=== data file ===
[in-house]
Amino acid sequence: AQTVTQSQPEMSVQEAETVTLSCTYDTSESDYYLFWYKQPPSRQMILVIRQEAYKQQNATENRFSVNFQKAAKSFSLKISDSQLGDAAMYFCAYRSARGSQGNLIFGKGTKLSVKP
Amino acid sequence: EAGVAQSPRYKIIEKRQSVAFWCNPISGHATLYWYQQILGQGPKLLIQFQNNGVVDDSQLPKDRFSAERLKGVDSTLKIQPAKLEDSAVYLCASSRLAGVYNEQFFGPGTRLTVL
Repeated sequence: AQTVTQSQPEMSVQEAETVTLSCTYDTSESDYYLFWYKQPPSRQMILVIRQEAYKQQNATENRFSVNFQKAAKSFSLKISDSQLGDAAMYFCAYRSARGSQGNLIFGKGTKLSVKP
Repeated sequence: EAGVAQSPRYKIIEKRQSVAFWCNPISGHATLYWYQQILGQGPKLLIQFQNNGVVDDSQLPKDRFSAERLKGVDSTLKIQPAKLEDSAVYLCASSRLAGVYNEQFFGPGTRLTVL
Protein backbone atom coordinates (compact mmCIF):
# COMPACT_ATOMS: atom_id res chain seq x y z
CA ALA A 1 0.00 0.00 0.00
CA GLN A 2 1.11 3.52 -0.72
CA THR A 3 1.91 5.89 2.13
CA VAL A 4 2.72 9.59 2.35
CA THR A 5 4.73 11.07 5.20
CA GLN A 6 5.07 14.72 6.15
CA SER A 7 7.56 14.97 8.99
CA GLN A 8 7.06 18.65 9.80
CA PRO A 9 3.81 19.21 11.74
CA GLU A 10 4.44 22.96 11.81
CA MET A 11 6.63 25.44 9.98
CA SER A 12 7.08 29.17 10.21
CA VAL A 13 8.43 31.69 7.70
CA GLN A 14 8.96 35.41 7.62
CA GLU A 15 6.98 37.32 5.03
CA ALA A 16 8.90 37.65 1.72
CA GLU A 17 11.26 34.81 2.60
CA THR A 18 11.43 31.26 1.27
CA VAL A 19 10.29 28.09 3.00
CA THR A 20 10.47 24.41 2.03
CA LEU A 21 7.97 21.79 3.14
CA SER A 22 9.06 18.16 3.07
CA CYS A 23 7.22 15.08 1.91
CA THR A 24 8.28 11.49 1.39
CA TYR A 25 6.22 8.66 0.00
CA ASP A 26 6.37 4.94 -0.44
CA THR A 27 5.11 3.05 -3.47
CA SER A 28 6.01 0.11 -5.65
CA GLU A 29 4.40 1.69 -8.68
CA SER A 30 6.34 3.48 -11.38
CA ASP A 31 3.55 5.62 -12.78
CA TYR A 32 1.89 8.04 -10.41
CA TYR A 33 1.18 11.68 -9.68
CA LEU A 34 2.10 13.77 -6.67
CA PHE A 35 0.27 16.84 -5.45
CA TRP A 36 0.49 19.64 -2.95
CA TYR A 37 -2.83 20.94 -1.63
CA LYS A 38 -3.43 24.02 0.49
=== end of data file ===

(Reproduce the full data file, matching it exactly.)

[in-house]
Amino acid sequence: AQTVTQSQPEMSVQEAETVTLSCTYDTSESDYYLFWYKQPPSRQMILVIRQEAYKQQNATENRFSVNFQKAAKSFSLKISDSQLGDAAMYFCAYRSARGSQGNLIFGKGTKLSVKP
Amino acid sequence: EAGVAQSPRYKIIEKRQSVAFWCNPISGHATLYWYQQILGQGPKLLIQFQNNGVVDDSQLPKDRFSAERLKGVDSTLKIQPAKLEDSAVYLCASSRLAGVYNEQFFGPGTRLTVL
Repeated sequence: AQTVTQSQPEMSVQEAETVTLSCTYDTSESDYYLFWYKQPPSRQMILVIRQEAYKQQNATENRFSVNFQKAAKSFSLKISDSQLGDAAMYFCAYRSARGSQGNLIFGKGTKLSVKP
Repeated sequence: EAGVAQSPRYKIIEKRQSVAFWCNPISGHATLYWYQQILGQGPKLLIQFQNNGVVDDSQLPKDRFSAERLKGVDSTLKIQPAKLEDSAVYLCASSRLAGVYNEQFFGPGTRLTVL
Protein backbone atom coordinates (compact mmCIF):
# COMPACT_ATOMS: atom_id res chain seq x y z
CA ALA A 1 0.00 0.00 0.00
CA GLN A 2 1.11 3.52 -0.72
CA THR A 3 1.91 5.89 2.13
CA VAL A 4 2.72 9.59 2.35
CA THR A 5 4.73 11.07 5.20
CA GLN A 6 5.07 14.72 6.15
CA SER A 7 7.56 14.97 8.99
CA GLN A 8 7.06 18.65 9.80
CA PRO A 9 3.81 19.21 11.74
CA GLU A 10 4.44 22.96 11.81
CA MET A 11 6.63 25.44 9.98
CA SER A 12 7.08 29.17 10.21
CA VAL A 13 8.43 31.69 7.70
CA GLN A 14 8.96 35.41 7.62
CA GLU A 15 6.98 37.32 5.03
CA ALA A 16 8.90 37.65 1.72
CA GLU A 17 11.26 34.81 2.60
CA THR A 18 11.43 31.26 1.27
CA VAL A 19 10.29 28.09 3.00
CA THR A 20 10.47 24.41 2.03
CA LEU A 21 7.97 21.79 3.14
CA SER A 22 9.06 18.16 3.07
CA CYS A 23 7.22 15.08 1.91
CA THR A 24 8.28 11.49 1.39
CA TYR A 25 6.22 8.66 0.00
CA ASP A 26 6.37 4.94 -0.44
CA THR A 27 5.11 3.05 -3.47
CA SER A 28 6.01 0.11 -5.65
CA GLU A 29 4.40 1.69 -8.68
CA SER A 30 6.34 3.48 -11.38
CA ASP A 31 3.55 5.62 -12.78
CA TYR A 32 1.89 8.04 -10.41
CA TYR A 33 1.18 11.68 -9.68
CA LEU A 34 2.10 13.77 -6.67
CA PHE A 35 0.27 16.84 -5.45
CA TRP A 36 0.49 19.64 -2.95
CA TYR A 37 -2.83 20.94 -1.63
CA LYS A 38 -3.43 24.02 0.49